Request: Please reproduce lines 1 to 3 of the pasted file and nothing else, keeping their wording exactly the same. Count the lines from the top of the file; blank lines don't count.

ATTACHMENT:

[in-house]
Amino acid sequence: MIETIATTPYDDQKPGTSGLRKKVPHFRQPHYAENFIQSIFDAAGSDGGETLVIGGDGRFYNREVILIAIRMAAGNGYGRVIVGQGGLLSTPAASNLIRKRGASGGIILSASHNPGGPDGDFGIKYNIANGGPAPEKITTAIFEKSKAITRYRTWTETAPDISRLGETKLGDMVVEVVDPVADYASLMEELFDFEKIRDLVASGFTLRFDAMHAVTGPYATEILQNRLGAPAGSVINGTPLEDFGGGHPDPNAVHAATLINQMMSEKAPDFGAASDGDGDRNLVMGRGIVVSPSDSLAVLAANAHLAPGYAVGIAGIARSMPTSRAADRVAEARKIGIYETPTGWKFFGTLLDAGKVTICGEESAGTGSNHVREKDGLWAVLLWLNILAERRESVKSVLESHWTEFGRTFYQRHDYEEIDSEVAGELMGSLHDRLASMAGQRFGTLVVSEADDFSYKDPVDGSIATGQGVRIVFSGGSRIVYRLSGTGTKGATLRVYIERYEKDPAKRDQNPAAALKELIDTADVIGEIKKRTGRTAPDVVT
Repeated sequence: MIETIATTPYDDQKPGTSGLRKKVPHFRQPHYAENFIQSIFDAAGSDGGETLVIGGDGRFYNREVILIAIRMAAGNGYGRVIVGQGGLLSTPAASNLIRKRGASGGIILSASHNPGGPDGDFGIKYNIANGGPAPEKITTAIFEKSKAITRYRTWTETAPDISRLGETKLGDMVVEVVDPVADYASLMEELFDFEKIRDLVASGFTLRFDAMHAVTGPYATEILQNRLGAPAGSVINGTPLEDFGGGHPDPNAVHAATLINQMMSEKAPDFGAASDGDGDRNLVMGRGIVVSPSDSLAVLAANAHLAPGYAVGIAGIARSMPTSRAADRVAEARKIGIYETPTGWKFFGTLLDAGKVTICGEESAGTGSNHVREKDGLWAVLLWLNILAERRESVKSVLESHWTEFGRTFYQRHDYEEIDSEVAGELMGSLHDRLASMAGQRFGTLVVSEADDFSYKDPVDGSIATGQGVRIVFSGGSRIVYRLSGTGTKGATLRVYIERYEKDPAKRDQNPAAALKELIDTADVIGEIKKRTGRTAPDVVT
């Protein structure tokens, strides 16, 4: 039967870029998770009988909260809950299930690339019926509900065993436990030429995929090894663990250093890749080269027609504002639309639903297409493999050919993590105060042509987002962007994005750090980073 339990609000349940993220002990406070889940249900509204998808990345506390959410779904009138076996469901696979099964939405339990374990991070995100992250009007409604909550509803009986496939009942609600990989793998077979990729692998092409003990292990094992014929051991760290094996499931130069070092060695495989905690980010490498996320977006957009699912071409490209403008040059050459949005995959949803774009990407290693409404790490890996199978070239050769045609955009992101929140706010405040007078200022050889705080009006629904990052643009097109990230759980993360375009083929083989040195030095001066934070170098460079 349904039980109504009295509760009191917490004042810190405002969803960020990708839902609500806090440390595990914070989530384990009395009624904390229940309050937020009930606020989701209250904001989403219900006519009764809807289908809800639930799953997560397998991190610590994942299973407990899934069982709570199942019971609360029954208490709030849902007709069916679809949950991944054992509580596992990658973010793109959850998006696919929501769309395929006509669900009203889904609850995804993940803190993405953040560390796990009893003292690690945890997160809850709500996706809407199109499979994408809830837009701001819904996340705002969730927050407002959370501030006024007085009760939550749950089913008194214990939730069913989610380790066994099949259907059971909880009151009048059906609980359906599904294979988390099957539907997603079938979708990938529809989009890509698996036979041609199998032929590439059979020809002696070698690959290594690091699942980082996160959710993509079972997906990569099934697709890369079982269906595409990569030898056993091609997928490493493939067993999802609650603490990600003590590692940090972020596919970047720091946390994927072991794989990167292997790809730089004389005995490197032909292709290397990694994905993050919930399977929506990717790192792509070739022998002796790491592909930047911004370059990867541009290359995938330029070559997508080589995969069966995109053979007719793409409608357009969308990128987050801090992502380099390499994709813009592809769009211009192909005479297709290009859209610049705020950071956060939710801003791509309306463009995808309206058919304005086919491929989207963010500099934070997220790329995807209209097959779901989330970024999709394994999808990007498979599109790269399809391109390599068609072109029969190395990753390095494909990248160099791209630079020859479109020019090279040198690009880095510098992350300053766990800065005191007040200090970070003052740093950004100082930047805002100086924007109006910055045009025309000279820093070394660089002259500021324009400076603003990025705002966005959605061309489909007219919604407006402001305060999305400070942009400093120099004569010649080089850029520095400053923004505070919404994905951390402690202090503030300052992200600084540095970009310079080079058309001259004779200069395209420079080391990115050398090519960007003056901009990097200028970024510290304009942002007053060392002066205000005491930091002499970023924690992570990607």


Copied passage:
[in-house]
Amino acid sequence: MIETIATTPYDDQKPGTSGLRKKVPHFRQPHYAENFIQSIFDAAGSDGGETLVIGGDGRFYNREVILIAIRMAAGNGYGRVIVGQGGLLSTPAASNLIRKRGASGGIILSASHNPGGPDGDFGIKYNIANGGPAPEKITTAIFEKSKAITRYRTWTETAPDISRLGETKLGDMVVEVVDPVADYASLMEELFDFEKIRDLVASGFTLRFDAMHAVTGPYATEILQNRLGAPAGSVINGTPLEDFGGGHPDPNAVHAATLINQMMSEKAPDFGAASDGDGDRNLVMGRGIVVSPSDSLAVLAANAHLAPGYAVGIAGIARSMPTSRAADRVAEARKIGIYETPTGWKFFGTLLDAGKVTICGEESAGTGSNHVREKDGLWAVLLWLNILAERRESVKSVLESHWTEFGRTFYQRHDYEEIDSEVAGELMGSLHDRLASMAGQRFGTLVVSEADDFSYKDPVDGSIATGQGVRIVFSGGSRIVYRLSGTGTKGATLRVYIERYEKDPAKRDQNPAAALKELIDTADVIGEIKKRTGRTAPDVVT
Repeated sequence: MIETIATTPYDDQKPGTSGLRKKVPHFRQPHYAENFIQSIFDAAGSDGGETLVIGGDGRFYNREVILIAIRMAAGNGYGRVIVGQGGLLSTPAASNLIRKRGASGGIILSASHNPGGPDGDFGIKYNIANGGPAPEKITTAIFEKSKAITRYRTWTETAPDISRLGETKLGDMVVEVVDPVADYASLMEELFDFEKIRDLVASGFTLRFDAMHAVTGPYATEILQNRLGAPAGSVINGTPLEDFGGGHPDPNAVHAATLINQMMSEKAPDFGAASDGDGDRNLVMGRGIVVSPSDSLAVLAANAHLAPGYAVGIAGIARSMPTSRAADRVAEARKIGIYETPTGWKFFGTLLDAGKVTICGEESAGTGSNHVREKDGLWAVLLWLNILAERRESVKSVLESHWTEFGRTFYQRHDYEEIDSEVAGELMGSLHDRLASMAGQRFGTLVVSEADDFSYKDPVDGSIATGQGVRIVFSGGSRIVYRLSGTGTKGATLRVYIERYEKDPAKRDQNPAAALKELIDTADVIGEIKKRTGRTAPDVVT